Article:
The Fathers of the First Council

A tile, fire, clay and water. What do these have to do with what our Church commemorates today? Read on to find out.

In 315, a protopresbyter of the Church of Alexandria named Arius began blaspheming against the Son and Word of God, saying that He is not true God, consubstantial with the Father. Instead, Arius started heresies that Christ is simply a work and creation, separate to the essence and glory of the Father, and that there was a time when He was not.

Alexander, the Archbishop of Alexandria attempted to correct Arius, however, this proved to be in vain, and so Arius was eventually cut off from communion with the Church. In a local council Archbishop Alexander deposed him in the year 321. Yet this didn’t stop Arius from continuing to spread these heretical teachings.

Instead, Arius grew support and followers. He wrote to bishops in other cities and requested his doctrine be examined, and that the correct teaching be declared. In this way, the heresy he was spreading became widely known and won the support of many.

Seeing this division and uproar, and moved by divine zeal, the first Christian Sovereign, Saint Constantine the Great, the equal to the Apostles, called upon the renowned First Ecumenical Council to be held in the city of Nicaea. This was held in the year 325, where many shepherds and teachers of the Church of Christ gathered from all regions in the year 325.

What happened at the Council?

At this historically significant Council, all with one mouth and one voice, declared that the Son and Word of God is one in essence with the Father, true God of true God. One of the holy Fathers who attended was St Spyridon.

Although St Spyridon was not formerly educated, he was able to speak against the heresies and rhetoric being used, and moved by the Holy Spirit, proclaimed, «There is only one God, Creator of heaven and earth. He created the heavenly Powers, made man from clay and created simultaneously all things visible and invisible. It was by His Word and His Spirit that heaven and earth were created, the sea flew out, the firmament stretched out, the animals were born, man was created, the most beautiful of His creatures. All the stars were created, the sun and the moon, night, day and all the rest. We know, then, that the Word is the Son of God and God Himself. We believe that, for us, He was born of the Virgin, was crucified and buried. Then he rose and raised us with Him, granting us incorruptible and immortal life. We assert that He will come a second time to judge all people and examine our own works, words and thoughts. He is of the same essence (homoousios) as the Father, equal in dignity, and reigns with Him.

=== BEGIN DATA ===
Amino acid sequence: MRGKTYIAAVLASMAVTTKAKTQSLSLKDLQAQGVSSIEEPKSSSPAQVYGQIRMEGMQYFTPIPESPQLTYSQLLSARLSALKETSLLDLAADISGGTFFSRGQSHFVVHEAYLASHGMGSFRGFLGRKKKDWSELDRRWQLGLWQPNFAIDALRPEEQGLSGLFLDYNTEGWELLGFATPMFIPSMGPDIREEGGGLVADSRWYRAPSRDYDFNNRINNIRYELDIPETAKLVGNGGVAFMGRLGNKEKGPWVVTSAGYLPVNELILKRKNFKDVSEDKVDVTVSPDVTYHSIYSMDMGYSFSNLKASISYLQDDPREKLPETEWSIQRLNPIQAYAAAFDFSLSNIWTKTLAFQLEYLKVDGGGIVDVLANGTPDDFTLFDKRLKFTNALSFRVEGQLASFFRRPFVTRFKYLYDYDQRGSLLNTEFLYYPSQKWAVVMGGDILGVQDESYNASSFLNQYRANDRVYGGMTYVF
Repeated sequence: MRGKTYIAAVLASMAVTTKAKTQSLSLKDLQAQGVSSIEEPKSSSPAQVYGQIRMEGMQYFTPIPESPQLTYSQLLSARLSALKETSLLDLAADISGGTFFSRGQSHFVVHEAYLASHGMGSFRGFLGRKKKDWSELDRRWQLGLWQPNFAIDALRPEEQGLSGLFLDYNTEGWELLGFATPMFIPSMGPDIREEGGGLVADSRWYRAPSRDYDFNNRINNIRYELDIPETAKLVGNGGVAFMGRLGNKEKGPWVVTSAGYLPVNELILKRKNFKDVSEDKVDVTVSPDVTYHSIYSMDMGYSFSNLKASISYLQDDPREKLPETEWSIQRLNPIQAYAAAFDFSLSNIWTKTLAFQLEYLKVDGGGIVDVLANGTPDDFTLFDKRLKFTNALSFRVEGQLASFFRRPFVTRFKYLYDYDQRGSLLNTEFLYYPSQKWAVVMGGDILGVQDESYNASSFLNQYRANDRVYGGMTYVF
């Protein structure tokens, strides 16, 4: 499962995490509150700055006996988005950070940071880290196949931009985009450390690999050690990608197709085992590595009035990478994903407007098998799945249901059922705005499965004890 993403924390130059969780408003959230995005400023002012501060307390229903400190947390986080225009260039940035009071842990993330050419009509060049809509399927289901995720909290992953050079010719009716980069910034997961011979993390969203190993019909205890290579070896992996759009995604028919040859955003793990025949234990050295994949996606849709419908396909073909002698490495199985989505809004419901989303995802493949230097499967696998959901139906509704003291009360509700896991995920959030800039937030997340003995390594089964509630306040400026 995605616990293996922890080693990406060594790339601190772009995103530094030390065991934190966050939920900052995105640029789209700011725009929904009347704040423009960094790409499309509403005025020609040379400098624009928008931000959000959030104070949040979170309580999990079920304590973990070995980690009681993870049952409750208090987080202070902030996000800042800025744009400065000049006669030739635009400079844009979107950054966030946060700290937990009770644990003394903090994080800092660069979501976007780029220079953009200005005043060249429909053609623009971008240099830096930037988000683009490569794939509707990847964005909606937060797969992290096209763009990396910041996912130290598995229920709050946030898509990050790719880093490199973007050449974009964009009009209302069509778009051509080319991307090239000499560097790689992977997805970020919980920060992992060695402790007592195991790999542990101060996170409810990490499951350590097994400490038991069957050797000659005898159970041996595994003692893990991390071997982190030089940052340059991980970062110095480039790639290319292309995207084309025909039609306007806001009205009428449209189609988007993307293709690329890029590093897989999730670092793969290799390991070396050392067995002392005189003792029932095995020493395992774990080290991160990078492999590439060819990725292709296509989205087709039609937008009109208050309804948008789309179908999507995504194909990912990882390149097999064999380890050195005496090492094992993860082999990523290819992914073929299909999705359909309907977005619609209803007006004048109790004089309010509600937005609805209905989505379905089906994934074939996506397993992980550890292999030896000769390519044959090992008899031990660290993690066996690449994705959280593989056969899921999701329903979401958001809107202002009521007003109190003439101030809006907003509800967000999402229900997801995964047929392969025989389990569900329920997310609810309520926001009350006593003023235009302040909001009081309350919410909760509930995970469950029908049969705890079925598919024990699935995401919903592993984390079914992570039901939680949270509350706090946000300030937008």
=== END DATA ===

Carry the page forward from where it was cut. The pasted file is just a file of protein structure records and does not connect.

After these words, the Saint took a tile in his left hand and held it tight. At this moment a miracle took place- Fire rose up immediately in the air, water poured out through his hands onto the earth, and the argyle of the clay remained in the hands of the Saint, symbolising in this way the life giving and indivisible Trinity!

Hence, they composed the holy Symbol of Faith, the Nicene Creed (up to the seventh article), which we say during the Divine Liturgy each Sunday. The remainder of the article was completed by the Second Ecumenical Council later on. They anathematised the impious Arius of heretical belief, and those of like mind with him, and cut them off from the body of the Church.

Today we recognise the divine Fathers as heralds of the Faith after the divine Apostles, who fought to preserve the truth of God and His Word.We are thankful to the Church Fathers, and give glory to God for the preservation and strengthening of the true Faith.

What does this mean for me?

Today’s commemoration can prompt us to self- reflect about how much we really know about our faith? We may have been born into the Orthodox faith, but how much do we really know about it; or why is it we practice the things we do, passed down from our grandparents?

With such spiritual and historical richness and meaning, and after so many have fought to preserve our Orthodox faith, today’s reading may move us to take up the challenge and enrich ourselves a little further into what it’s really about.

Apolytikion of Fathers of the 1st Council

Plagal of the Fourth Tone

You are greatly glorified, O Christ our God, who established our Fathers as luminaries upon the earth, and through them led us all to the true Faith. O Most compassionate, glory to You.

Kontakion of Fathers of the 1st Council

Plagal of the Fourth Tone

The Church was strengthened into one faith through the preaching of the Apostles and the doctrines of the Fathers. The Church is robed in truth woven of the word of God from above. It teaches truth, and glorifies the great mystery of faith.


Greek Orthodox Archdiocese of America website